This is the 4th year that Merseyside's Police Commissioner Jane Kennedy has opened the Crime Prevention Fund, which is used to help charities, community groups and social enterprises stop problems before they occur, by reducing the opportunities for crime and by deterring people away from becoming involved in anti social and criminal behaviour.

A total of ₤135,000 is available from the fund for innovative community safety projects or schemes that will run over the next 12 months. This year the Commissioner is encouraging organisations to work together to submit bids for between ₤5,000 and ₤25,000 from the grant and she is specifically inviting applications for project which focus on tackling serious and organised crime.

Jane said:- "Serious and organised crime is, for many people, their greatest concern. It blights our communities, bringing misery and harm and causing decent, ordinary people to live in fear. Many organisations and community groups are already working with Merseyside Police and my office in tackling this issue, and I want to encourage and maximise this collaborative approach by encouraging organisations to join forces to bid for funding from the Crime Prevention Fund. Local people understand their communities better than anyone and know what will work best to improve their area. We are fortunate to have a wealth of voluntary and community groups which are working hard to prevent people, especially young people from getting involved in crime. By pooling resources and working even closer together we can all do more to make a difference for communities across Merseyside. I've met hundreds of people across Merseyside who are really proud and passionate about the places they live in and are committed to keeping them safe and I'm excited to see their proposals for how this funding can be best spent."

In 2017, 13 grassroots organisations were chosen from among more than 70 applications to receive a share of the Fund to help make communities across Merseyside safer. Successful organisations included the Royal Court Trust, which was awarded ₤25,000 to continue to run the hard hitting drama Terriers, and the educational charity Ariel Trust who received ₤15,000 to deliver preventative education to young people on a range of issues, including domestic and homophobic abuse, child sexual exploitation and grooming.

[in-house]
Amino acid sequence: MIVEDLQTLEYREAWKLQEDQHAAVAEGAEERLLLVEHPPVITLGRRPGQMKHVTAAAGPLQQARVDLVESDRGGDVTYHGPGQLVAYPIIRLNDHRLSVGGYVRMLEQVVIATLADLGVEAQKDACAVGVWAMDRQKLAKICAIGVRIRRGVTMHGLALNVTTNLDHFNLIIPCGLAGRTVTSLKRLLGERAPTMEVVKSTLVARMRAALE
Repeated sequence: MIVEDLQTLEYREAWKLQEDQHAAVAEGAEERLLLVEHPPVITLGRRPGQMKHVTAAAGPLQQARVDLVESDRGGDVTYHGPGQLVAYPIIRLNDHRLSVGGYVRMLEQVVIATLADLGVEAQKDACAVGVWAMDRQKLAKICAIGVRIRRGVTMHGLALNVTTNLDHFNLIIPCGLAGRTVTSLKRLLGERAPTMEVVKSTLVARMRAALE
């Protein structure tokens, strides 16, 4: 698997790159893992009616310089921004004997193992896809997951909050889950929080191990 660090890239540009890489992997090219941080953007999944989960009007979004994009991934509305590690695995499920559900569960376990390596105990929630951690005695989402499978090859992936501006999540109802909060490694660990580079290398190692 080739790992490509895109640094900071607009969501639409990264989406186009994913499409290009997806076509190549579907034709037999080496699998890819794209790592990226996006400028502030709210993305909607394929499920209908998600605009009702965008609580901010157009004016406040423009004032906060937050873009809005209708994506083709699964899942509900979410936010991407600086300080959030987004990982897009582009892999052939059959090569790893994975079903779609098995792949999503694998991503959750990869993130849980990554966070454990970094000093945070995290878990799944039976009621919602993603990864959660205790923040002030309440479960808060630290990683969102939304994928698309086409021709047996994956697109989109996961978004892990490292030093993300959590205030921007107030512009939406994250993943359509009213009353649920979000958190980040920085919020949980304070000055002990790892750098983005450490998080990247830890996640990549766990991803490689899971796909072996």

A ₤10,000 grant was also given to Breckfield and North Everton Neighbourhood Council (BNEC) to help them deliver their Making Waves project which delivers both outreach and centre based services for young people living in areas of high deprivation to divert them away from crime.

Jane said:- "Over the last year, this funding has helped to deliver some really important projects which have made a profound difference in the lives of the people they support. Even a small cash boost can be of huge benefit to many of these grassroots projects and I look forward to seeing what more we can deliver together over the next 12 months. Any organisation wishing to apply for funding will need to show how their project works to tackle 1 of the following 4 priorities set out by the Commissioner; preventing crime and anti social behaviour; tackling serious and organised crime; supporting victims, protecting vulnerable people and maintaining public safety; or improving road safety. Applications will also need to show how the initiatives will deter individuals from committing crime, reduce the number of people entering the criminal justice system, or lower reoffending. They will also be assessed to see how well they will protect vulnerable communities."

The fund will be administered by the Community Foundation for Merseyside (CFM), an independent charity which assists grant making and charitable giving. Local groups who would benefit from the funding can find more details on its website.

CFM is also available to help any organisation looking to make a bid. The closing date for applications is 5pm, on Monday, 11 June 2018.